Supplements Affect Expression of Prostate Cancer Genes
Changes support evidence that selenium, vitamin E might be active as cancer preventatives
THURSDAY, Feb. 26 (HealthDay News) -- In prostate cancer patients scheduled for radical prostatectomy, selenium and vitamin E have significant effects on expression levels of genes commonly associated with cancer development and progression that may have clinical implications, according to an article published in the Mar. 4 issue of the Journal of the National Cancer Institute.
Dimitra Tsavachidou, M.D., of the University of Texas M.D. Anderson Cancer Center in Houston, and colleagues randomly assigned 39 patients to 200 micrograms of selenium, 400 IU of vitamin E, both, or placebo, and created a preoperative model for prostatectomy tissue interrogation.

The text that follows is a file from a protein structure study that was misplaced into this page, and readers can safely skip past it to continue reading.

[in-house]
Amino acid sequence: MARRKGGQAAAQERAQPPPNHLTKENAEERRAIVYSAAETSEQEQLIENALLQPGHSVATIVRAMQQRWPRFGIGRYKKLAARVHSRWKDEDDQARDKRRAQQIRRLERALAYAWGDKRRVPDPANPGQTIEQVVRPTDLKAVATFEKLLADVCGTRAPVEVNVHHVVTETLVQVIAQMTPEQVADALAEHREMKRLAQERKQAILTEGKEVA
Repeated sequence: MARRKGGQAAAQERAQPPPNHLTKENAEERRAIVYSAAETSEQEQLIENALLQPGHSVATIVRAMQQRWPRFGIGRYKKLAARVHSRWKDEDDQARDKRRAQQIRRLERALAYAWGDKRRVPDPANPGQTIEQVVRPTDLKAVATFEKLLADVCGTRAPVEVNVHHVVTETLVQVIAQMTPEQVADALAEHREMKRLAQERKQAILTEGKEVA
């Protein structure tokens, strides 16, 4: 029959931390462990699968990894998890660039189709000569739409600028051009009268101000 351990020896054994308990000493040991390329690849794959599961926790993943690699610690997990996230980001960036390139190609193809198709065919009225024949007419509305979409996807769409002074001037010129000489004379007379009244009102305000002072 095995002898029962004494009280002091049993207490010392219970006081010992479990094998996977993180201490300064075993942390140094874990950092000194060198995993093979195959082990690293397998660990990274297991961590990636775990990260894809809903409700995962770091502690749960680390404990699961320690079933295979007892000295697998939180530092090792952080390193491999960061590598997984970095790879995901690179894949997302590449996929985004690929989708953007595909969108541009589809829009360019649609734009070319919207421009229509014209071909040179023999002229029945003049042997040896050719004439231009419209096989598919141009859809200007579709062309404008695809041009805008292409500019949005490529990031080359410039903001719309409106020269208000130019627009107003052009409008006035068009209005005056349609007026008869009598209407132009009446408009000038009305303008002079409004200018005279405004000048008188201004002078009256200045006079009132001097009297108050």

The researchers found that selenium was associated with changes in the expression of TP53, androgen receptor, HRAS , MYC, and genes involved in caspase-mediated apoptosis and that vitamin E treatment was associated with changes in the expression of TP53, HRAS, NFKB1, TGFB1, CREB1, PTEN and AKT1.
"Although an integrated model of how these changes might affect the risk of developing prostate cancer was beyond the scope of the study, the study is noteworthy for demonstrating that even short-term exposure (i.e., three to six weeks) to these agents can affect expression of a majority of the genes interrogated and, in the robust demonstration of the utility of the preprostatectomy model, for deriving information on modulation of biomarkers that may subserve the development or prevention of prostate cancer," states the author of an accompanying editorial.